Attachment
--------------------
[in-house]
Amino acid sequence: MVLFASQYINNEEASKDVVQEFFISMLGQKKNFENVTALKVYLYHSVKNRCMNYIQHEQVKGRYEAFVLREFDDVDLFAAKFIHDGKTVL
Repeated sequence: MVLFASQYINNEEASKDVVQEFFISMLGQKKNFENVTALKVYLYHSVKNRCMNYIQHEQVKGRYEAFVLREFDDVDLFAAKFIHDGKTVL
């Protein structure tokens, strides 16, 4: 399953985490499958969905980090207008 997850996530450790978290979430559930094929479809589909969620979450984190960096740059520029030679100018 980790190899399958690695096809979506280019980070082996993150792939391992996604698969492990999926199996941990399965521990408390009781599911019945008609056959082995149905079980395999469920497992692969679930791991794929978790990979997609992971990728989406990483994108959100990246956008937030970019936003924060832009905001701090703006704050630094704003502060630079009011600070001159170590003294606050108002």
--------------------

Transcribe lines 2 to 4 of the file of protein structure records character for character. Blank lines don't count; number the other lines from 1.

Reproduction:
Amino acid sequence: MVLFASQYINNEEASKDVVQEFFISMLGQKKNFENVTALKVYLYHSVKNRCMNYIQHEQVKGRYEAFVLREFDDVDLFAAKFIHDGKTVL
Repeated sequence: MVLFASQYINNEEASKDVVQEFFISMLGQKKNFENVTALKVYLYHSVKNRCMNYIQHEQVKGRYEAFVLREFDDVDLFAAKFIHDGKTVL
């Protein structure tokens, strides 16, 4: 399953985490499958969905980090207008 997850996530450790978290979430559930094929479809589909969620979450984190960096740059520029030679100018 980790190899399958690695096809979506280019980070082996993150792939391992996604698969492990999926199996941990399965521990408390009781599911019945008609056959082995149905079980395999469920497992692969679930791991794929978790990979997609992971990728989406990483994108959100990246956008937030970019936003924060832009905001701090703006704050630094704003502060630079009011600070001159170590003294606050108002």